SAN DIEGO, January 28, 2014 — The Great Recession of 2008-2011 was a time of wild economic upheaval and great uncertainty.
Endless news reports of collapsing financial markets, increasing unemployment, declining home values, Ponzi schemes, and mismanaged mortgages caused most Americans to be in a state of disbelief, uncertainty, fear and bewilderment.
The American dream was under attack, along with its promise of home ownership and a better way of life for those willing to earn them.
Today, over 10 million Americans representing approximately 6.7% of the overall population are unemployed, according to the Department of Numbers.
There are countless other Americans who are not included in this reporting because they are no longer seeking employment. If included, that number would likely increase the rate of the overall U.S. unemployment rate.
According to an article by Eduardo Porter published in the New York Times, it is estimated that the lifetime average income of working age adults has fallen by almost $150,000, which includes reductions in their consumer spending.
Further, the emotional and physical impact on the average worker’s health and well-being is estimated to have declined by 15%, which is akin to having lost $14 trillion, or approximately one year of economic production in the United States.
Joblessness and economic uncertainty have created an environment which is creating ill-health and diminished well-being for many Americans.
The resulting stress experienced by most Americans, due in part to the Great Recession, continues to this day as our economic system remains broken and joblessness continues in high numbers.
Stress which continues without relief can lead to a condition called distress, according to WebMD, and leads to a variety of negative physical and emotional symptoms:
-Elevated blood pressure
-Weight Gain or Loss
-Compulsive gambling and other behaviors
Further, stress at levels of distress is linked to six of the leading causes of death.
The current levels of unrelenting economic distress also affects younger adults who are fearful they will not be able to benefit from college educations and find a job in their field, or any job at all. A sense of hopelessness may prevail, leading ultimately to younger adult and teenage suicides.
With no immediate or clear answers in sight for America’s economic woes, the American Psychological Association offers helpful tips for dealing with financial and economic stress:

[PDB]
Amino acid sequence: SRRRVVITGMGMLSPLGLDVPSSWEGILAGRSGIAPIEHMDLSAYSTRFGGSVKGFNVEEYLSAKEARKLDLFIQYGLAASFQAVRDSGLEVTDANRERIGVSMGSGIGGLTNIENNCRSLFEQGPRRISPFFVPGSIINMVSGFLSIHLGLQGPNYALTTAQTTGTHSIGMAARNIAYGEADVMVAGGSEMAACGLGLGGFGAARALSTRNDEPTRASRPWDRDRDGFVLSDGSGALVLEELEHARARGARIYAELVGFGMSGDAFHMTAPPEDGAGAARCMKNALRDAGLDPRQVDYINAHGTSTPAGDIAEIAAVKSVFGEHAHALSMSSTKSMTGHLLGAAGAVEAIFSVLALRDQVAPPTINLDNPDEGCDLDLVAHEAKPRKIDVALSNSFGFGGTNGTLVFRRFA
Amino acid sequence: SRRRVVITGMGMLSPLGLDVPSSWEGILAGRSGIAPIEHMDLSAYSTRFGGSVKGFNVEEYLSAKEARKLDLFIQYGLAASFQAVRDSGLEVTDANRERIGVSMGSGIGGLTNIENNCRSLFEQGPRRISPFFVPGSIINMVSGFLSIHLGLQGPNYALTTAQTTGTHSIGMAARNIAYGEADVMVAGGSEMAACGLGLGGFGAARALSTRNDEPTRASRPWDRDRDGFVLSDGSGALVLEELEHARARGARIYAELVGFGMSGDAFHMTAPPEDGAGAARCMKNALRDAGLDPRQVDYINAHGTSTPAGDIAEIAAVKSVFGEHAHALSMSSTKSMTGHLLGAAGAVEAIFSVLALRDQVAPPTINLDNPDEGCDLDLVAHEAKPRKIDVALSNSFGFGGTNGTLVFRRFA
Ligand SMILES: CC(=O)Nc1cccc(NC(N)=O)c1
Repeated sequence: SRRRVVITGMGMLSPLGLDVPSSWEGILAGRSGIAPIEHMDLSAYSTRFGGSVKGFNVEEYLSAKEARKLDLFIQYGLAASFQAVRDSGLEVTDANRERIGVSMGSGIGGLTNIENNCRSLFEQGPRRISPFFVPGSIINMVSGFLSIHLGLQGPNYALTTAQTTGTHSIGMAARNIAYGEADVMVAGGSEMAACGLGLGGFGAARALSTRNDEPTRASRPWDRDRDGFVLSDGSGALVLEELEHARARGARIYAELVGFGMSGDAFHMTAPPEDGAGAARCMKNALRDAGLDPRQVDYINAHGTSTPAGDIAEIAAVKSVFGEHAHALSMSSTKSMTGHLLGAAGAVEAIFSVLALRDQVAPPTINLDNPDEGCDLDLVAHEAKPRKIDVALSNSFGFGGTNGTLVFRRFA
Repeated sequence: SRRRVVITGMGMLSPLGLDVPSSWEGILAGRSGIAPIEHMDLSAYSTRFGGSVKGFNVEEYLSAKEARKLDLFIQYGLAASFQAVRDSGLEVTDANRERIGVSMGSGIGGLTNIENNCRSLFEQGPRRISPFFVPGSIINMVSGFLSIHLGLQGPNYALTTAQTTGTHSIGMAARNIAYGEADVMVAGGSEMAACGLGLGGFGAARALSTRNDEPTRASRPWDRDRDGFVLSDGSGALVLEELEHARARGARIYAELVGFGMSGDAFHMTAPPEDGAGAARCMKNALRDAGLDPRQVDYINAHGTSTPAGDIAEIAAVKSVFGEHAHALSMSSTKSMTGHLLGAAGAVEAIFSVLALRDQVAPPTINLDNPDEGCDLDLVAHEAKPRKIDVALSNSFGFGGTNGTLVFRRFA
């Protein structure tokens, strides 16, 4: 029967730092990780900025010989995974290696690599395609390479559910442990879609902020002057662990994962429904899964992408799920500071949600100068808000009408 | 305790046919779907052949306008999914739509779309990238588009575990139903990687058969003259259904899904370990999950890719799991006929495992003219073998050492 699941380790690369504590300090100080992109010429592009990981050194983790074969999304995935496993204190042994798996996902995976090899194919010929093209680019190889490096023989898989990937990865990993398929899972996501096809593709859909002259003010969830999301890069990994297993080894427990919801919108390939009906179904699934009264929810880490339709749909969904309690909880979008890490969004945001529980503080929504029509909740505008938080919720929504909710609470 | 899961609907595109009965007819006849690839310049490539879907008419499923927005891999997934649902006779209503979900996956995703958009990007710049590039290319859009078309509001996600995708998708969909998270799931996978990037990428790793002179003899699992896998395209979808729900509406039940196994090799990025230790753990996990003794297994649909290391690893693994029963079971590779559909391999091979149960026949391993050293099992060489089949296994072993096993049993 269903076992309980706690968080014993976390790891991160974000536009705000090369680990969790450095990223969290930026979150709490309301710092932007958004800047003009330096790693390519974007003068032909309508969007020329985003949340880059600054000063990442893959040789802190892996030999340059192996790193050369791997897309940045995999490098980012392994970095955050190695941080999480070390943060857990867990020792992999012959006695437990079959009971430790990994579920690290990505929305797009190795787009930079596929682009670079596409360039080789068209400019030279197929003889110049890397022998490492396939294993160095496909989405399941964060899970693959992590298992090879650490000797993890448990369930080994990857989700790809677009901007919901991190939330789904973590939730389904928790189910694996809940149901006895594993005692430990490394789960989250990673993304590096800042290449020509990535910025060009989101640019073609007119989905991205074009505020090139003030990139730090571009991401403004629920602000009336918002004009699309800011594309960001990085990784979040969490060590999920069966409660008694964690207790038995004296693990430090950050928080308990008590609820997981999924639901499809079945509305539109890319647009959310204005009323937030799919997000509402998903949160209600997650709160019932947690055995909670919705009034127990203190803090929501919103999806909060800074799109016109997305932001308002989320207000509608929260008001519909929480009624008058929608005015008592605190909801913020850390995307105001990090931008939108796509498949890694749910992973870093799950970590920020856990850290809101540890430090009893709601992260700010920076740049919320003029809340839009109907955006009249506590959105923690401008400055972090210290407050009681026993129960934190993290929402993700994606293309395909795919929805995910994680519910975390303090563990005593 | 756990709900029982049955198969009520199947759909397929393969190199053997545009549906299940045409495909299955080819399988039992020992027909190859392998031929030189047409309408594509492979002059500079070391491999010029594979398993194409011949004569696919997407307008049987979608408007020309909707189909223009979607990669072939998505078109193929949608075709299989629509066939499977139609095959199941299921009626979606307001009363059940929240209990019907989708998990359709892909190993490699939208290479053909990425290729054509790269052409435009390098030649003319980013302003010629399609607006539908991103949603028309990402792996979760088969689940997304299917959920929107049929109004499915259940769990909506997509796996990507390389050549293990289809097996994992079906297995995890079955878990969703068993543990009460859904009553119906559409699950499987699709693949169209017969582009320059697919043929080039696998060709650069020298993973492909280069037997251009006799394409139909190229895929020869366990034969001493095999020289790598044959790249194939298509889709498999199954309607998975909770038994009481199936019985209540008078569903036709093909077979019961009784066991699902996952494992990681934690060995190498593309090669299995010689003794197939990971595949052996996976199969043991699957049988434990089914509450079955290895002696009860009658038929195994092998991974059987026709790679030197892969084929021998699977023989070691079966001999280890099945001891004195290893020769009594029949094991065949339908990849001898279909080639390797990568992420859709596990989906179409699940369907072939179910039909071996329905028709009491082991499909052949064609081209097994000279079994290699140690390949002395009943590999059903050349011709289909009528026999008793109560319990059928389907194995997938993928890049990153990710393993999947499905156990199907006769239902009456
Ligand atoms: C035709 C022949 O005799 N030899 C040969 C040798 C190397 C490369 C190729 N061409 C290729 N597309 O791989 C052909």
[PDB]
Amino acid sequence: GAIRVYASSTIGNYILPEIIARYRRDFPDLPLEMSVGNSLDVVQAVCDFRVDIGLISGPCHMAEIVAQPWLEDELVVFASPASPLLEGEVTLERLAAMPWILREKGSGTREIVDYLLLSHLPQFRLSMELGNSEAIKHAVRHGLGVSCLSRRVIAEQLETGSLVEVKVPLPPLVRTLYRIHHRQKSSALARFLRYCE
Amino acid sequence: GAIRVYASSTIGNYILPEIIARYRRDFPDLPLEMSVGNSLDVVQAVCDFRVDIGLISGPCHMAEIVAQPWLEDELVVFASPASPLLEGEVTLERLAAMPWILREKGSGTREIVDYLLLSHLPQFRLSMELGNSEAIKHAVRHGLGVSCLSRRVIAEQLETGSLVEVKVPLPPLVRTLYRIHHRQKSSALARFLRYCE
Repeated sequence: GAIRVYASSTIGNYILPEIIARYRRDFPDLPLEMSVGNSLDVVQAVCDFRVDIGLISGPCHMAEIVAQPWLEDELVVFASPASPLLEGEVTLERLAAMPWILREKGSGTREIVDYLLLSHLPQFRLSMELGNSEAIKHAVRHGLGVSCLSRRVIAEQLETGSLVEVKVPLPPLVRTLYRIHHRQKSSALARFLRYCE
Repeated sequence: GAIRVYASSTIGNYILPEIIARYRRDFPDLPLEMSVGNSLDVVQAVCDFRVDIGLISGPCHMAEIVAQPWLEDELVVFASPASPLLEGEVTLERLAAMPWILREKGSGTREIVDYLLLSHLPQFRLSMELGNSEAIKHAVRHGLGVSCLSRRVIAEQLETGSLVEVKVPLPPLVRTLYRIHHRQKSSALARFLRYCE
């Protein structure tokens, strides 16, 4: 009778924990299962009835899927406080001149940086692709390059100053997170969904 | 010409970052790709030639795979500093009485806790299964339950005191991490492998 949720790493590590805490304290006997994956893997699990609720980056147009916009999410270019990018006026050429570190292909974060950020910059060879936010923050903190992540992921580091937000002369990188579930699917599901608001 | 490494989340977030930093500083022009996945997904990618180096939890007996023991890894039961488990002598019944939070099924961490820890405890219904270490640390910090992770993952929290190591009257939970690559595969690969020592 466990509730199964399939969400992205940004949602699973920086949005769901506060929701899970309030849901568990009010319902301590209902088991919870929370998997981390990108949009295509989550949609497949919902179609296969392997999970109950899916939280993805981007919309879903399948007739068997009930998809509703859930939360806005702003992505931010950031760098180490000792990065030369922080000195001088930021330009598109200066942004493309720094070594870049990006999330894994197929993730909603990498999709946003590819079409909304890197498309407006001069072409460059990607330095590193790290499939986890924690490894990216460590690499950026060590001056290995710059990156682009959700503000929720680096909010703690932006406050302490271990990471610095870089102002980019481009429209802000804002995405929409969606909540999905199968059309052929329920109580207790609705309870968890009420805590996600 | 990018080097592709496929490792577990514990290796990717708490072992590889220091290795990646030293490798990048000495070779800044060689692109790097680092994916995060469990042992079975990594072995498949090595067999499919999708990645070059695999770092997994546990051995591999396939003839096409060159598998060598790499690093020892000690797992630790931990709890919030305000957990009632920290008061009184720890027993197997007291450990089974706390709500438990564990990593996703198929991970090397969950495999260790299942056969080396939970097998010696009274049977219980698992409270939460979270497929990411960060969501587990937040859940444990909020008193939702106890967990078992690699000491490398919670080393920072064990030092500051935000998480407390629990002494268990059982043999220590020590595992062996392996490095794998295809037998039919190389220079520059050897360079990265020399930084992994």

-Pause but don’t panic
-Identify your financial stressors and make a plan
-Recognize how you deal with stress related to money
-Turn these challenging times into opportunities for real growth and change
-Ask for professional help from credit counselors to get emotional support
It is unclear how Americans will eventually redefine the American dream, and what future promises of a better life will look like.
But what is clear is that our economic future will never be the same, and so much of it remains undetermined and unknown.
What many may be able to agree on is that politics in America needs to shift ideologically within each party, enabling leadership at all levels to develop and implement real, long-term and common-sense solutions to our economic and social woes.
American lives depend upon it.
Until next time, enjoy the ride in good health!
Laurie Edwards-Tate, MS, is a health care provider of over 30 years. As a featured “Communities” columnist since 2011, LifeCycles with Laurie Edwards-Tate emphasizes healthy aging and maintaining independence, while delighting and informing its readers. Laurie is a recognized expert in home and community-based, long-term care services, and is also an educator.
In addition to writing for “Communities,” Laurie is the President and CEO of her firm, At Your Home Familycare, which serves persons of all ages who are disabled and infirm with a variety of non-medical, in-home care and concierge services.
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